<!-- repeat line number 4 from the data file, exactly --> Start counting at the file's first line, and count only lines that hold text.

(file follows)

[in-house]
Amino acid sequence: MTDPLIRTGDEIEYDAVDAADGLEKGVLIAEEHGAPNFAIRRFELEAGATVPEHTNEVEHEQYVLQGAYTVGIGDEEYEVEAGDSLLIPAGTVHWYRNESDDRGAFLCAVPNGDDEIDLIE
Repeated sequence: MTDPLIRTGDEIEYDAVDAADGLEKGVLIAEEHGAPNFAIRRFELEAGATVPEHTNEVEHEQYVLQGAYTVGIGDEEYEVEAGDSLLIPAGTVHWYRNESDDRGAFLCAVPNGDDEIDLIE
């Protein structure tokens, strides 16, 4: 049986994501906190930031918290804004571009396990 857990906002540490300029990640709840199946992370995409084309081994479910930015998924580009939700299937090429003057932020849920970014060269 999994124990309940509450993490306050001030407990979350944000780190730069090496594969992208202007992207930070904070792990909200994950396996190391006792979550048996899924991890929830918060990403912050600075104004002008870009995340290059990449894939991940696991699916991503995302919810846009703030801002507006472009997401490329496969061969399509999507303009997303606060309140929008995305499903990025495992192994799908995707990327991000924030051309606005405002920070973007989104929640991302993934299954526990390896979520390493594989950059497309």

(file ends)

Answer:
């Protein structure tokens, strides 16, 4: 049986994501906190930031918290804004571009396990 857990906002540490300029990640709840199946992370995409084309081994479910930015998924580009939700299937090429003057932020849920970014060269 999994124990309940509450993490306050001030407990979350944000780190730069090496594969992208202007992207930070904070792990909200994950396996190391006792979550048996899924991890929830918060990403912050600075104004002008870009995340290059990449894939991940696991699916991503995302919810846009703030801002507006472009997401490329496969061969399509999507303009997303606060309140929008995305499903990025495992192994799908995707990327991000924030051309606005405002920070973007989104929640991302993934299954526990390896979520390493594989950059497309």